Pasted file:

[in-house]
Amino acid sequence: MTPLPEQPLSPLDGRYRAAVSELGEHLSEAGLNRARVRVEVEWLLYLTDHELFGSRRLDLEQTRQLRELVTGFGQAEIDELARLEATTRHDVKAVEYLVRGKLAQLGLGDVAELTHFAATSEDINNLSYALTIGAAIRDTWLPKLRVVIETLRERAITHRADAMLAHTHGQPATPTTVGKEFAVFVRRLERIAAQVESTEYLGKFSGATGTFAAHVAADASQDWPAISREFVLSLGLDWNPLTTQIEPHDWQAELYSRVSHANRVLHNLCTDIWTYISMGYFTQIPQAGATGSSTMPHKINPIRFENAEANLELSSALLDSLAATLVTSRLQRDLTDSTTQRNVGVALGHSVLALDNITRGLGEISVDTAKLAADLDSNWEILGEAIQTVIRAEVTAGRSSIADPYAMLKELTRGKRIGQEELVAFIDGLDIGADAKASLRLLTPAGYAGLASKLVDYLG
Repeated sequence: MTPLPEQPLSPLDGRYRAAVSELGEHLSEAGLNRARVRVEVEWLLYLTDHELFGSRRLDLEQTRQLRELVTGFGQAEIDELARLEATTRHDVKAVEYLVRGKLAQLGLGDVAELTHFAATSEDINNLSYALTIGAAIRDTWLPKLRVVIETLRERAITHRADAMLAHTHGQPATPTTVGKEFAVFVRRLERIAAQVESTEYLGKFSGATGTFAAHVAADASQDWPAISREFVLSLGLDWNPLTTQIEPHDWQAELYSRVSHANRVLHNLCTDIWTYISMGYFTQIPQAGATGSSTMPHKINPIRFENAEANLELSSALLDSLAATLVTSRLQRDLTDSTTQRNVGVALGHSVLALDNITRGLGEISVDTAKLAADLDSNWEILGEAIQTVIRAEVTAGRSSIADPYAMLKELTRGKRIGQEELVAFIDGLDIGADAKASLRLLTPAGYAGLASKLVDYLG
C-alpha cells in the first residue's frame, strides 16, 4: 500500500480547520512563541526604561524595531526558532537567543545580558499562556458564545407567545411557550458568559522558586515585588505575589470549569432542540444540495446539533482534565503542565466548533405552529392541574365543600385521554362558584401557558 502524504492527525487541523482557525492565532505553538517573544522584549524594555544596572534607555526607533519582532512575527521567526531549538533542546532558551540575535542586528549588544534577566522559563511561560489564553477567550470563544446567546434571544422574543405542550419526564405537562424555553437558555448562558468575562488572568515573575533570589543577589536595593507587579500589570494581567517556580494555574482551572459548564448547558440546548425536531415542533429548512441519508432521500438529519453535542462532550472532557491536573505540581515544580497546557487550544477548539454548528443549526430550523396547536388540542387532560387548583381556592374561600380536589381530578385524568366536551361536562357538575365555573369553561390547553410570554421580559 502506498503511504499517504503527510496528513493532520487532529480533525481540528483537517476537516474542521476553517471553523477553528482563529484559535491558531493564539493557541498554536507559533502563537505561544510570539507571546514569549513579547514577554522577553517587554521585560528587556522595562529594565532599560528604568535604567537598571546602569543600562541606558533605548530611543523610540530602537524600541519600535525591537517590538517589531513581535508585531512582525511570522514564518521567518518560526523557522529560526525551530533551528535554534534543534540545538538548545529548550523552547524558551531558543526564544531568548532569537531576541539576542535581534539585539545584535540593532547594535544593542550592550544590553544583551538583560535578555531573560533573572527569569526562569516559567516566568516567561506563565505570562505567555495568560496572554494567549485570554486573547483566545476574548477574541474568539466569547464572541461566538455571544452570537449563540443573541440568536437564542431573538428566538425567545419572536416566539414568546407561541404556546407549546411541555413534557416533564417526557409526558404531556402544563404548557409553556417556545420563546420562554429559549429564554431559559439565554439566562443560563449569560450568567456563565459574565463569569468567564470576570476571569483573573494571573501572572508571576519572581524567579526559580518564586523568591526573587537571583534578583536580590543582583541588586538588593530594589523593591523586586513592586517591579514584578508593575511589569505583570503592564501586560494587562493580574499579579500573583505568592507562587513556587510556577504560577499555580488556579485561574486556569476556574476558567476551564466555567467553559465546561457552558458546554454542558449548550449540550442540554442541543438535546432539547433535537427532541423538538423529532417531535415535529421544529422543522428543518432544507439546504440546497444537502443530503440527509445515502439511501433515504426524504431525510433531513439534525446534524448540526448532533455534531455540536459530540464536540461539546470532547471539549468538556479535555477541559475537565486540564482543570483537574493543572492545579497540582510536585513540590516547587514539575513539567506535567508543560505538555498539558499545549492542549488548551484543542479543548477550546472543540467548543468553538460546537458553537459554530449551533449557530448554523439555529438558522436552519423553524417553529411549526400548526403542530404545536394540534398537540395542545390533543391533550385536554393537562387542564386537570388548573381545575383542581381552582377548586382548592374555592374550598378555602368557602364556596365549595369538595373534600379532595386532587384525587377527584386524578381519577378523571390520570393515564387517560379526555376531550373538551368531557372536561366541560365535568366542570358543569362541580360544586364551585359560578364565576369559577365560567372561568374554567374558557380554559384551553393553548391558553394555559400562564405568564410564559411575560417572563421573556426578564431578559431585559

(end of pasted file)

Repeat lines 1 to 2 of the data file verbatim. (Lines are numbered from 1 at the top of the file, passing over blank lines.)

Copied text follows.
[in-house]
Amino acid sequence: MTPLPEQPLSPLDGRYRAAVSELGEHLSEAGLNRARVRVEVEWLLYLTDHELFGSRRLDLEQTRQLRELVTGFGQAEIDELARLEATTRHDVKAVEYLVRGKLAQLGLGDVAELTHFAATSEDINNLSYALTIGAAIRDTWLPKLRVVIETLRERAITHRADAMLAHTHGQPATPTTVGKEFAVFVRRLERIAAQVESTEYLGKFSGATGTFAAHVAADASQDWPAISREFVLSLGLDWNPLTTQIEPHDWQAELYSRVSHANRVLHNLCTDIWTYISMGYFTQIPQAGATGSSTMPHKINPIRFENAEANLELSSALLDSLAATLVTSRLQRDLTDSTTQRNVGVALGHSVLALDNITRGLGEISVDTAKLAADLDSNWEILGEAIQTVIRAEVTAGRSSIADPYAMLKELTRGKRIGQEELVAFIDGLDIGADAKASLRLLTPAGYAGLASKLVDYLG